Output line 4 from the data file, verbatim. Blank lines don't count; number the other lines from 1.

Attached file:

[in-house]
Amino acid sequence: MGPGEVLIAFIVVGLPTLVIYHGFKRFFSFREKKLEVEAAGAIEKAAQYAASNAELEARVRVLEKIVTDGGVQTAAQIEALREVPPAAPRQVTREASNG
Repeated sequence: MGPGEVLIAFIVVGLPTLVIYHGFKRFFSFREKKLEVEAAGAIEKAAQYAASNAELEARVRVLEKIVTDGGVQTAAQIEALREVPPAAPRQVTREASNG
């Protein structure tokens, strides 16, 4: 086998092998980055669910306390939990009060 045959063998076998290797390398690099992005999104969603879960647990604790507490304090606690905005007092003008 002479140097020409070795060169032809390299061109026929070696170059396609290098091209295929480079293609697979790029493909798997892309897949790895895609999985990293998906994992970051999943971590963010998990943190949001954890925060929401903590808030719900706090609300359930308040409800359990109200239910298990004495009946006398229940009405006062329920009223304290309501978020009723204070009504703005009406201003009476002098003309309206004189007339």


């Protein structure tokens, strides 16, 4: 086998092998980055669910306390939990009060 045959063998076998290797390398690099992005999104969603879960647990604790507490304090606690905005007092003008 002479140097020409070795060169032809390299061109026929070696170059396609290098091209295929480079293609697979790029493909798997892309897949790895895609999985990293998906994992970051999943971590963010998990943190949001954890925060929401903590808030719900706090609300359930308040409800359990109200239910298990004495009946006398229940009405006062329920009223304290309501978020009723204070009504703005009406201003009476002098003309309206004189007339």